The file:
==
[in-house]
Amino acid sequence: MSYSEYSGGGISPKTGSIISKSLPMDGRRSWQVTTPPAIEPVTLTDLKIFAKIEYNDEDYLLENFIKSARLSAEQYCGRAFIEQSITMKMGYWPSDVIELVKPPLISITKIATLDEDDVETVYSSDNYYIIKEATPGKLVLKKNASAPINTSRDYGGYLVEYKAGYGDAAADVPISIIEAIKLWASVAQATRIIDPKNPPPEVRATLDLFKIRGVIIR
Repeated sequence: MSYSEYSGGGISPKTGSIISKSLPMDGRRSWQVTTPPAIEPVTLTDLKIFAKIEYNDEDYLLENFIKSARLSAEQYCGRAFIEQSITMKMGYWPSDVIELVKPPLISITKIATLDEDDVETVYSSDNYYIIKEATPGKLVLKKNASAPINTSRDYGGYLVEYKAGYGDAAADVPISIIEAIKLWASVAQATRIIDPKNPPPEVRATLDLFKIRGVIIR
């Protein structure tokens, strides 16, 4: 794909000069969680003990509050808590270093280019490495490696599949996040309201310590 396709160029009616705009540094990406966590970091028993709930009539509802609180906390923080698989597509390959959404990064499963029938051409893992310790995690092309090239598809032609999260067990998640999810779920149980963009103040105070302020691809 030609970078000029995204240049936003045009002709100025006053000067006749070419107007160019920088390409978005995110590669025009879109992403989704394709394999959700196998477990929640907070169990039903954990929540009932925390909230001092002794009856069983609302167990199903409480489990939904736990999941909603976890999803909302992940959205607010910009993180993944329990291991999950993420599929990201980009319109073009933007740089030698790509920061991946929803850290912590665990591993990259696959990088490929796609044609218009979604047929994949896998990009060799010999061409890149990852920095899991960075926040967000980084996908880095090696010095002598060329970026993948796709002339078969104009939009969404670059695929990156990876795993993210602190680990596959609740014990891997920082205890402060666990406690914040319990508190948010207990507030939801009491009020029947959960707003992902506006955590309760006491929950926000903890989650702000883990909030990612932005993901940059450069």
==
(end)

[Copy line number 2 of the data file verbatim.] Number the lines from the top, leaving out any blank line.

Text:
Amino acid sequence: MSYSEYSGGGISPKTGSIISKSLPMDGRRSWQVTTPPAIEPVTLTDLKIFAKIEYNDEDYLLENFIKSARLSAEQYCGRAFIEQSITMKMGYWPSDVIELVKPPLISITKIATLDEDDVETVYSSDNYYIIKEATPGKLVLKKNASAPINTSRDYGGYLVEYKAGYGDAAADVPISIIEAIKLWASVAQATRIIDPKNPPPEVRATLDLFKIRGVIIR